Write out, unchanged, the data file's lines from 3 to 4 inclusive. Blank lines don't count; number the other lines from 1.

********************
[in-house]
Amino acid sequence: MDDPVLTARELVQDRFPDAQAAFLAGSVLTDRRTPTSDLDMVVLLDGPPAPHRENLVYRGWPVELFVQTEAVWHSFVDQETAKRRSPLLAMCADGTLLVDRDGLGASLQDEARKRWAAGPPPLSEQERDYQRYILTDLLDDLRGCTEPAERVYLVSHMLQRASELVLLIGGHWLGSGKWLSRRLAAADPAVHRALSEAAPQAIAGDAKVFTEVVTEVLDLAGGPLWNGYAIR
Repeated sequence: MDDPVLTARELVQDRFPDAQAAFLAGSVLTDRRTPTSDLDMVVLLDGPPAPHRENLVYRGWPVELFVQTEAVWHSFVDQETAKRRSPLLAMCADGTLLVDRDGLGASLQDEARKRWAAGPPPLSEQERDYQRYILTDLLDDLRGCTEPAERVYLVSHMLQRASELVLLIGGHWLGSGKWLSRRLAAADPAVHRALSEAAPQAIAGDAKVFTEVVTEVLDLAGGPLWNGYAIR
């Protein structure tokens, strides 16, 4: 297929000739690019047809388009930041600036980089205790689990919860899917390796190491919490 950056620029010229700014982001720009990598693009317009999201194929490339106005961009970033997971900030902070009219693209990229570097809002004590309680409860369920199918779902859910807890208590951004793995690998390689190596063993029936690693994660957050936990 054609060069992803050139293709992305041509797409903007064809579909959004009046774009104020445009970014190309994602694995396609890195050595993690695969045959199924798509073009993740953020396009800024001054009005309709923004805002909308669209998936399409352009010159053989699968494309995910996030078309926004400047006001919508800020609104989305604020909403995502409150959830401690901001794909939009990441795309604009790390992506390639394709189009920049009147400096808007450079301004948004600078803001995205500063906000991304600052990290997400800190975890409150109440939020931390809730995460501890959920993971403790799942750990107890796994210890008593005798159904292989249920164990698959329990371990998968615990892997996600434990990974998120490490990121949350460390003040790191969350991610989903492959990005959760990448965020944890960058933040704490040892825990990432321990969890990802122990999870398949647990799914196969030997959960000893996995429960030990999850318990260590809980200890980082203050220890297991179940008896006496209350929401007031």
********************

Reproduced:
Repeated sequence: MDDPVLTARELVQDRFPDAQAAFLAGSVLTDRRTPTSDLDMVVLLDGPPAPHRENLVYRGWPVELFVQTEAVWHSFVDQETAKRRSPLLAMCADGTLLVDRDGLGASLQDEARKRWAAGPPPLSEQERDYQRYILTDLLDDLRGCTEPAERVYLVSHMLQRASELVLLIGGHWLGSGKWLSRRLAAADPAVHRALSEAAPQAIAGDAKVFTEVVTEVLDLAGGPLWNGYAIR
């Protein structure tokens, strides 16, 4: 297929000739690019047809388009930041600036980089205790689990919860899917390796190491919490 950056620029010229700014982001720009990598693009317009999201194929490339106005961009970033997971900030902070009219693209990229570097809002004590309680409860369920199918779902859910807890208590951004793995690998390689190596063993029936690693994660957050936990 054609060069992803050139293709992305041509797409903007064809579909959004009046774009104020445009970014190309994602694995396609890195050595993690695969045959199924798509073009993740953020396009800024001054009005309709923004805002909308669209998936399409352009010159053989699968494309995910996030078309926004400047006001919508800020609104989305604020909403995502409150959830401690901001794909939009990441795309604009790390992506390639394709189009920049009147400096808007450079301004948004600078803001995205500063906000991304600052990290997400800190975890409150109440939020931390809730995460501890959920993971403790799942750990107890796994210890008593005798159904292989249920164990698959329990371990998968615990892997996600434990990974998120490490990121949350460390003040790191969350991610989903492959990005959760990448965020944890960058933040704490040892825990990432321990969890990802122990999870398949647990799914196969030997959960000893996995429960030990999850318990260590809980200890980082203050220890297991179940008896006496209350929401007031």